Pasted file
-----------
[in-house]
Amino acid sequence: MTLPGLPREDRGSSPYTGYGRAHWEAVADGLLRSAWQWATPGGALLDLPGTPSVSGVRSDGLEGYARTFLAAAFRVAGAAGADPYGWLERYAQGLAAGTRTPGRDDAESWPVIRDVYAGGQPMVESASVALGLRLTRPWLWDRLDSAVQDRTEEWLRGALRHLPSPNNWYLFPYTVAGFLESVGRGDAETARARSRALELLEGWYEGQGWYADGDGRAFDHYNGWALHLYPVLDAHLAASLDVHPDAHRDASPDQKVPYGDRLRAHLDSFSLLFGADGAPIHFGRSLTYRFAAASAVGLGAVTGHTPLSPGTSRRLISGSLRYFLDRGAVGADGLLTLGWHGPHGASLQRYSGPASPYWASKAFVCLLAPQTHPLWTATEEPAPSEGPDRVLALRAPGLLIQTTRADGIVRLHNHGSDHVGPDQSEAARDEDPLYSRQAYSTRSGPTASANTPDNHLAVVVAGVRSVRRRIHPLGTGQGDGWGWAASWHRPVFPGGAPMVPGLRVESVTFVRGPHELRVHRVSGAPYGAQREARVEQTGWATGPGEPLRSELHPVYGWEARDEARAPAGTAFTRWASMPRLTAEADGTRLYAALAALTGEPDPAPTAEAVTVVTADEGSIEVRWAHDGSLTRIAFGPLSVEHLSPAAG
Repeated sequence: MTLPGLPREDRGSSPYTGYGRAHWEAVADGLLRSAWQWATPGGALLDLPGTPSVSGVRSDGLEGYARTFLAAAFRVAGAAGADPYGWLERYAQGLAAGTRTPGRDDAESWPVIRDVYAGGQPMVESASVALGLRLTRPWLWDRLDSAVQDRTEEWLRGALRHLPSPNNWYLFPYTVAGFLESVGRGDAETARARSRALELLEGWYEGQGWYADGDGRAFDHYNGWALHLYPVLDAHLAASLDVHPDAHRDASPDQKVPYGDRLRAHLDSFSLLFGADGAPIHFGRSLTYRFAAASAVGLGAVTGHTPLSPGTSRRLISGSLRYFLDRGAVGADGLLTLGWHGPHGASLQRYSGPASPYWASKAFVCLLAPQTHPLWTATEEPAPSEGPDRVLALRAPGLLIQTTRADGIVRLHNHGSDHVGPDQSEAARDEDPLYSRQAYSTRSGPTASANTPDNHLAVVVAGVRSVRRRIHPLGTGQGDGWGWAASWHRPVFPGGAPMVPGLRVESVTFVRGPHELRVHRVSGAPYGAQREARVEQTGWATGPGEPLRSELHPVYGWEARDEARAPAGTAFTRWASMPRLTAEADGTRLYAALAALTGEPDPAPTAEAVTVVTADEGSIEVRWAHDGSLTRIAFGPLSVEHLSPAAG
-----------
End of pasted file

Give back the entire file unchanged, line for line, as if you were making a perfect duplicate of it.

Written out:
[in-house]
Amino acid sequence: MTLPGLPREDRGSSPYTGYGRAHWEAVADGLLRSAWQWATPGGALLDLPGTPSVSGVRSDGLEGYARTFLAAAFRVAGAAGADPYGWLERYAQGLAAGTRTPGRDDAESWPVIRDVYAGGQPMVESASVALGLRLTRPWLWDRLDSAVQDRTEEWLRGALRHLPSPNNWYLFPYTVAGFLESVGRGDAETARARSRALELLEGWYEGQGWYADGDGRAFDHYNGWALHLYPVLDAHLAASLDVHPDAHRDASPDQKVPYGDRLRAHLDSFSLLFGADGAPIHFGRSLTYRFAAASAVGLGAVTGHTPLSPGTSRRLISGSLRYFLDRGAVGADGLLTLGWHGPHGASLQRYSGPASPYWASKAFVCLLAPQTHPLWTATEEPAPSEGPDRVLALRAPGLLIQTTRADGIVRLHNHGSDHVGPDQSEAARDEDPLYSRQAYSTRSGPTASANTPDNHLAVVVAGVRSVRRRIHPLGTGQGDGWGWAASWHRPVFPGGAPMVPGLRVESVTFVRGPHELRVHRVSGAPYGAQREARVEQTGWATGPGEPLRSELHPVYGWEARDEARAPAGTAFTRWASMPRLTAEADGTRLYAALAALTGEPDPAPTAEAVTVVTADEGSIEVRWAHDGSLTRIAFGPLSVEHLSPAAG
Repeated sequence: MTLPGLPREDRGSSPYTGYGRAHWEAVADGLLRSAWQWATPGGALLDLPGTPSVSGVRSDGLEGYARTFLAAAFRVAGAAGADPYGWLERYAQGLAAGTRTPGRDDAESWPVIRDVYAGGQPMVESASVALGLRLTRPWLWDRLDSAVQDRTEEWLRGALRHLPSPNNWYLFPYTVAGFLESVGRGDAETARARSRALELLEGWYEGQGWYADGDGRAFDHYNGWALHLYPVLDAHLAASLDVHPDAHRDASPDQKVPYGDRLRAHLDSFSLLFGADGAPIHFGRSLTYRFAAASAVGLGAVTGHTPLSPGTSRRLISGSLRYFLDRGAVGADGLLTLGWHGPHGASLQRYSGPASPYWASKAFVCLLAPQTHPLWTATEEPAPSEGPDRVLALRAPGLLIQTTRADGIVRLHNHGSDHVGPDQSEAARDEDPLYSRQAYSTRSGPTASANTPDNHLAVVVAGVRSVRRRIHPLGTGQGDGWGWAASWHRPVFPGGAPMVPGLRVESVTFVRGPHELRVHRVSGAPYGAQREARVEQTGWATGPGEPLRSELHPVYGWEARDEARAPAGTAFTRWASMPRLTAEADGTRLYAALAALTGEPDPAPTAEAVTVVTADEGSIEVRWAHDGSLTRIAFGPLSVEHLSPAAG